In fact, forget about Forrest being a professor, he fails even as a student. Case in point: His lamenting the characterization of the Japanese as “yellow, slant-eyed dogs.” Does anyone really think the use of such epithets makes us unique? If so, know that the Japanese referred to us as “hairy white apes.” It’s part of the common wartime propaganda technique of demonizing and dehumanizing the enemy for the purposes of galvanizing public support for a total war effort.
It is also true that prejudice is the rule for man, not the exception. For instance, read the Bible, and it’s plain that the different peoples — Jews, Samaritans, etc. — harbored some very unflattering ideas about one another. The Muslims are well-known for characterizing Jews as pigs and apes. During the Ruandan genocide of 1994, the Hutus would refer to the Tutsis as “cockroaches.” And then there are the Hollywood types such as Forrest. They’re so prejudiced against America that they think America is uniquely prejudiced.
And theirs is a true prejudice. Understand that the word doesn’t refer to holding negative opinions about other individuals or groups; it refers to holding such opinions when they have no basis in reality, when you cling to them in the face of all evidence to the contrary.
This brings us to what really is a “nuanced” view. In reality, the United States is the most tolerant nation on Earth. We’re so darn tolerant, in fact, that we even countenance evil, such as the noxious cultural effluent that continually flows from Hollywood movies and mouths.
We’re also more likely to find exotic cultures intriguing than detestable. As to this, I think of the stereotypical portrayals of other peoples found in older cartoons, such as an Arabian in traditional garb wielding a scimitar. While today CDs of such cartoons include disclaimers about the insensitivity and stereotypes found within, none of us children viewed such things with contempt. On the contrary, we would have much rather met the Arabian than the policeman portrayed or visited his land than Chicago. Of course, we would have been sorely disappointed if we had. But this was only because the reality could never have measured up to a neat, fascinating portrayal that could make a nine-year-old mind fill with wonder.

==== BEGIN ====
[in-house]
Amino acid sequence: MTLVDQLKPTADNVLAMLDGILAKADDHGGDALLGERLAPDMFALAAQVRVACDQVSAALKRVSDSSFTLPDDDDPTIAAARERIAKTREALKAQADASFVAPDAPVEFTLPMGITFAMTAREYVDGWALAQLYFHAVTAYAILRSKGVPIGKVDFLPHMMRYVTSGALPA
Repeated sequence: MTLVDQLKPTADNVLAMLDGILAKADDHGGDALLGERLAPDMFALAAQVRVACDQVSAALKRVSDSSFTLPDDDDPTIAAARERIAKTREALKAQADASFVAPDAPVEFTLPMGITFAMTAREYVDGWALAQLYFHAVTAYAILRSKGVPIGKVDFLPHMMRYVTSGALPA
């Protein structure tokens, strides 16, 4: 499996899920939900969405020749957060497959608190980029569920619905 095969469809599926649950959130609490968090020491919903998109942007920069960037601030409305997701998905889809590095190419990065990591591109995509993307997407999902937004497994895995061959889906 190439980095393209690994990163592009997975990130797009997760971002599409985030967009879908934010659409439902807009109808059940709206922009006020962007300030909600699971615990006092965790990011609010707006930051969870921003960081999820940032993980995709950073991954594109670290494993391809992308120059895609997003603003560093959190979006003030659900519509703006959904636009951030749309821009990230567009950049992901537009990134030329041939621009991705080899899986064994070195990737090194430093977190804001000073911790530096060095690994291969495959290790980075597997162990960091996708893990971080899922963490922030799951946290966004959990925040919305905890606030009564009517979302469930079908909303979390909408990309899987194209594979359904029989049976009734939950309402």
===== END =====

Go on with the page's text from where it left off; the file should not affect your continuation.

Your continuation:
Having said this, we certainly can carry on a debate about wartime propaganda and ask if G.K. Chesterton was right when he said, “The true soldier fights not because he hates what is in front of him, but because he loves what is behind him.” We also can and should bemoan prejudice. But we should understand that we’re not bemoaning American nature. We’re bemoaning man’s nature.
Returning to Forrest’s conception of nuance, he also told Winters, “Certainly, we wanted to honor U.S. bravery in The Pacific. But we also wanted to have people say, ‘We didn't know our troops did that to Japanese people.’” Ah, Hollywood wrapping itself in the flag again — which flag I have no idea.